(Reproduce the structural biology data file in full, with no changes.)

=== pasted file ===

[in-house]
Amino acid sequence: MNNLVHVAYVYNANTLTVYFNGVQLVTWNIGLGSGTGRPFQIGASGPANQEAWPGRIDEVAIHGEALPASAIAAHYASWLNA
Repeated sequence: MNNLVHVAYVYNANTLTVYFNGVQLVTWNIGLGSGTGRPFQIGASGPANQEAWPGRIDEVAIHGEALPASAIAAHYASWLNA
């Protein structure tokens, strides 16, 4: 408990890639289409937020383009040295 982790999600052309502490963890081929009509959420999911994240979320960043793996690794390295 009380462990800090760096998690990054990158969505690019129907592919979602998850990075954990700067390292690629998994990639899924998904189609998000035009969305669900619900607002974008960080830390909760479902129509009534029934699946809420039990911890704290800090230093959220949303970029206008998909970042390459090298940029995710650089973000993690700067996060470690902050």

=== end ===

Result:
[in-house]
Amino acid sequence: MNNLVHVAYVYNANTLTVYFNGVQLVTWNIGLGSGTGRPFQIGASGPANQEAWPGRIDEVAIHGEALPASAIAAHYASWLNA
Repeated sequence: MNNLVHVAYVYNANTLTVYFNGVQLVTWNIGLGSGTGRPFQIGASGPANQEAWPGRIDEVAIHGEALPASAIAAHYASWLNA
């Protein structure tokens, strides 16, 4: 408990890639289409937020383009040295 982790999600052309502490963890081929009509959420999911994240979320960043793996690794390295 009380462990800090760096998690990054990158969505690019129907592919979602998850990075954990700067390292690629998994990639899924998904189609998000035009969305669900619900607002974008960080830390909760479902129509009534029934699946809420039990911890704290800090230093959220949303970029206008998909970042390459090298940029995710650089973000993690700067996060470690902050």